Merkel’s Office Accused of Knowing of German Spy Agency Chaos
Merkel’s Office Accused of Knowing of German Spy Agency Chaos © AFP 2016/
19:21 28.04.2016(updated 19:22 28.04.2016) Get short URL
German Chancellor Angela Merkel’s office was alerted to the dysfunctionality of the country’s intelligence agency, BND, but took no action until the sacking of its chief Gerhard Schindler, according to one of the country’s most senior journalists.
Schindler had faced tough questions by German lawmakers after it was revealed that his agency had cooperated with the US National Security Agency (NSA) in surveillance operations on its European allies via the Bad Aibling surveillance station used by the BND and Americans near Munich.
The whole issue had become toxic, because – following the revelations of mass surveillance by ex-CIA contractor Edward Snowden – it was alleged that the US National Security Agency (NSA) had intercepted Merkel’s mobile phone. This caused an enormous backlash within Germany, for whom privacy is a very sensitive issue.
Two reasons were originally assumed for Schindler’s departure two years early: a major BND restructuring that will see the agency transfer many of 6,500 employees from Munich to a new Berlin headquarters by next year and Schindler’s tiredness at the grilling he faced in front of a parliamentary investigation.
“A Life of Its Own”
Now, however, veteran investigative journalist Hans Leyendecker, who works for the Süddeutsche Zeitung, has told Deutsche Welle that Schindler presided over an agency that was dysfunctional, with a silo mentality, conflicts of loyalty and some operations of which Schindler was unaware.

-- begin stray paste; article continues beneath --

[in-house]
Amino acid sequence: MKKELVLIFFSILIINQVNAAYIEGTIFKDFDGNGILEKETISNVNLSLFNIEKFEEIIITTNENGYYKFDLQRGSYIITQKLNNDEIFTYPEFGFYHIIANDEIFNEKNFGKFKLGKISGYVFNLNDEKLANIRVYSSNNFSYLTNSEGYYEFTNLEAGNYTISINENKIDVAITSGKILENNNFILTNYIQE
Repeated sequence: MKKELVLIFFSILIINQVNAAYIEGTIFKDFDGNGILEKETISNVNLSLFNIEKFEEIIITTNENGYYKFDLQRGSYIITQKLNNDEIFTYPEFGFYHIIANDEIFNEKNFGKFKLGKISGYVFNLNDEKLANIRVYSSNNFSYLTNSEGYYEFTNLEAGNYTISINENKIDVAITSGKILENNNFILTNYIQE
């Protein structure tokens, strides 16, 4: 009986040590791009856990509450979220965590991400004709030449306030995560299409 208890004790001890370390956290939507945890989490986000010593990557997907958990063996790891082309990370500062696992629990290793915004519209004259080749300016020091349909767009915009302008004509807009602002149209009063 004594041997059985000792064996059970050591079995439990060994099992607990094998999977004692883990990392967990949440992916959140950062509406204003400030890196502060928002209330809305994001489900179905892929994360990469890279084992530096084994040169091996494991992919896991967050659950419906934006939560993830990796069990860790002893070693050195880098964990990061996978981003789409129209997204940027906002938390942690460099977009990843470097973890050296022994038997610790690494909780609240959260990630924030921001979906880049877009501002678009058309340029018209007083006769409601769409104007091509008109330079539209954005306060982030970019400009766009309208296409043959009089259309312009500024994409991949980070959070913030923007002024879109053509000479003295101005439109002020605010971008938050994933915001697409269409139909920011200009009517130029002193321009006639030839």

He said the agency “has always tended to have a life of its own”.
“This agency is different because it employs spies. And some of these people have always acted on their own accord, even, at times, acting against the direct commands of their superiors. There are many people there who are doing a good job, but it’s in the very nature of a foreign intelligence agency to employ a certain type of person. And that’s why really all of the presidents have had difficulties — because these people are the way they are,” Leyendecker said.
He said Angela Merkel’s own office was made aware of the problems within the agency some time ago.
“The chancellery had been tipped off that things were amiss, but it never followed up. That is surely a big problem,” he said.
“There are conflicts on all levels. It’s hard to get five intelligence agencies at one table and then find a common line. There are different interests, there are also portfolio interests, at one time there were 13 departments that were then reformed into 12 departments. The one department that was then no longer a department rebelled. These kinds of tensions are nothing new of course, but they are much more excessive in an intelligence agency,” he said.